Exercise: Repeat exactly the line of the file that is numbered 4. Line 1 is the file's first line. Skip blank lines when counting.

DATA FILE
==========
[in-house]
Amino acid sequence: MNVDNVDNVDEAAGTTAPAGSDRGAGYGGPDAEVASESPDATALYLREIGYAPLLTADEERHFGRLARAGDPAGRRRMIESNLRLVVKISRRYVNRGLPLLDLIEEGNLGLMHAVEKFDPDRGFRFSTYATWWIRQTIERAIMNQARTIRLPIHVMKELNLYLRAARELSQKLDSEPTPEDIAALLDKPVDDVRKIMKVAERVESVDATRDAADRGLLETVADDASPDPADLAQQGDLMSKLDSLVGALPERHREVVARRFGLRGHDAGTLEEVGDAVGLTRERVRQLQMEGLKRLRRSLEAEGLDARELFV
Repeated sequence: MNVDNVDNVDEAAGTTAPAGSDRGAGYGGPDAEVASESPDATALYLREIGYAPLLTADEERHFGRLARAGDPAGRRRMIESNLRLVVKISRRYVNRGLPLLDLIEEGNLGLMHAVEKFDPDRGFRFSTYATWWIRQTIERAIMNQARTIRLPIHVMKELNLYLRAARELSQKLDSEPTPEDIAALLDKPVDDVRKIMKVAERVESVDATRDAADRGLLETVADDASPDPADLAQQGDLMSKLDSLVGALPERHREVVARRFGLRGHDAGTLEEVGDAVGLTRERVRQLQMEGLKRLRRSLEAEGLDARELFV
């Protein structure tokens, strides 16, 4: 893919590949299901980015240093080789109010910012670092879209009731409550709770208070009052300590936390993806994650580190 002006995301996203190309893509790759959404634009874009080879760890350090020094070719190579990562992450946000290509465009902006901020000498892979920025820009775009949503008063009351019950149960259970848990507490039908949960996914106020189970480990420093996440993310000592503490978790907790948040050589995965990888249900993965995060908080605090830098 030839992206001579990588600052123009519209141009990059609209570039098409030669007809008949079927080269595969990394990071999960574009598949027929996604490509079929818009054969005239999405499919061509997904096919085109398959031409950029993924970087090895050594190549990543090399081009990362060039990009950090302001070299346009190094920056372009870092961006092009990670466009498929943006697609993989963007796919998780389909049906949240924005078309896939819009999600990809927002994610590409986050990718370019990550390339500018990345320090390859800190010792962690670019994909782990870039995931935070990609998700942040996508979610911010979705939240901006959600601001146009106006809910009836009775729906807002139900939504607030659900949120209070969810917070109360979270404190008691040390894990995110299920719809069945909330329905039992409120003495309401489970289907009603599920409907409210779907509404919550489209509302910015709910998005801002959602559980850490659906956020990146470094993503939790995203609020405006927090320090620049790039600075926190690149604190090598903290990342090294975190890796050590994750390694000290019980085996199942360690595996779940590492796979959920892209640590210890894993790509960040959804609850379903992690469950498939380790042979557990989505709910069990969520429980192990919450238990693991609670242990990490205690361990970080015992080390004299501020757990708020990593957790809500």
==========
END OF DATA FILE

């Protein structure tokens, strides 16, 4: 893919590949299901980015240093080789109010910012670092879209009731409550709770208070009052300590936390993806994650580190 002006995301996203190309893509790759959404634009874009080879760890350090020094070719190579990562992450946000290509465009902006901020000498892979920025820009775009949503008063009351019950149960259970848990507490039908949960996914106020189970480990420093996440993310000592503490978790907790948040050589995965990888249900993965995060908080605090830098 030839992206001579990588600052123009519209141009990059609209570039098409030669007809008949079927080269595969990394990071999960574009598949027929996604490509079929818009054969005239999405499919061509997904096919085109398959031409950029993924970087090895050594190549990543090399081009990362060039990009950090302001070299346009190094920056372009870092961006092009990670466009498929943006697609993989963007796919998780389909049906949240924005078309896939819009999600990809927002994610590409986050990718370019990550390339500018990345320090390859800190010792962690670019994909782990870039995931935070990609998700942040996508979610911010979705939240901006959600601001146009106006809910009836009775729906807002139900939504607030659900949120209070969810917070109360979270404190008691040390894990995110299920719809069945909330329905039992409120003495309401489970289907009603599920409907409210779907509404919550489209509302910015709910998005801002959602559980850490659906956020990146470094993503939790995203609020405006927090320090620049790039600075926190690149604190090598903290990342090294975190890796050590994750390694000290019980085996199942360690595996779940590492796979959920892209640590210890894993790509960040959804609850379903992690469950498939380790042979557990989505709910069990969520429980192990919450238990693991609670242990990490205690361990970080015992080390004299501020757990708020990593957790809500």